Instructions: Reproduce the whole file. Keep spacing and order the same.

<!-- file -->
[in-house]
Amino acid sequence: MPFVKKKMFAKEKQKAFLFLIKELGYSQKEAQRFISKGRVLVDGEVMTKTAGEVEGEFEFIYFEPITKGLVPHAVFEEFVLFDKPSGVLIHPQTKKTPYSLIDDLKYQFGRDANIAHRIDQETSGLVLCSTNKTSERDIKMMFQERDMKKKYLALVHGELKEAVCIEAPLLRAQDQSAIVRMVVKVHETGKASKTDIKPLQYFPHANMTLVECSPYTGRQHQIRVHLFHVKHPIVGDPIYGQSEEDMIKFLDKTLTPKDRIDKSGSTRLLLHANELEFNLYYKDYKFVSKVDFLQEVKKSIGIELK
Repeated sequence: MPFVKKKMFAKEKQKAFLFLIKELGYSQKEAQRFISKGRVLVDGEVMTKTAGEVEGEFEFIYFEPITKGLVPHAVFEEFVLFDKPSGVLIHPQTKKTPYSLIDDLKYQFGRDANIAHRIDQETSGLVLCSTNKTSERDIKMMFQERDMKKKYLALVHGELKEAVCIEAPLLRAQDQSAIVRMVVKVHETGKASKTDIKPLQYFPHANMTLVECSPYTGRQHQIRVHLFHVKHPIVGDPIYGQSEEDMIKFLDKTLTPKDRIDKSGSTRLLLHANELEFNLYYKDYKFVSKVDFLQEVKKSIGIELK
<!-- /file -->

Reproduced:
[in-house]
Amino acid sequence: MPFVKKKMFAKEKQKAFLFLIKELGYSQKEAQRFISKGRVLVDGEVMTKTAGEVEGEFEFIYFEPITKGLVPHAVFEEFVLFDKPSGVLIHPQTKKTPYSLIDDLKYQFGRDANIAHRIDQETSGLVLCSTNKTSERDIKMMFQERDMKKKYLALVHGELKEAVCIEAPLLRAQDQSAIVRMVVKVHETGKASKTDIKPLQYFPHANMTLVECSPYTGRQHQIRVHLFHVKHPIVGDPIYGQSEEDMIKFLDKTLTPKDRIDKSGSTRLLLHANELEFNLYYKDYKFVSKVDFLQEVKKSIGIELK
Repeated sequence: MPFVKKKMFAKEKQKAFLFLIKELGYSQKEAQRFISKGRVLVDGEVMTKTAGEVEGEFEFIYFEPITKGLVPHAVFEEFVLFDKPSGVLIHPQTKKTPYSLIDDLKYQFGRDANIAHRIDQETSGLVLCSTNKTSERDIKMMFQERDMKKKYLALVHGELKEAVCIEAPLLRAQDQSAIVRMVVKVHETGKASKTDIKPLQYFPHANMTLVECSPYTGRQHQIRVHLFHVKHPIVGDPIYGQSEEDMIKFLDKTLTPKDRIDKSGSTRLLLHANELEFNLYYKDYKFVSKVDFLQEVKKSIGIELK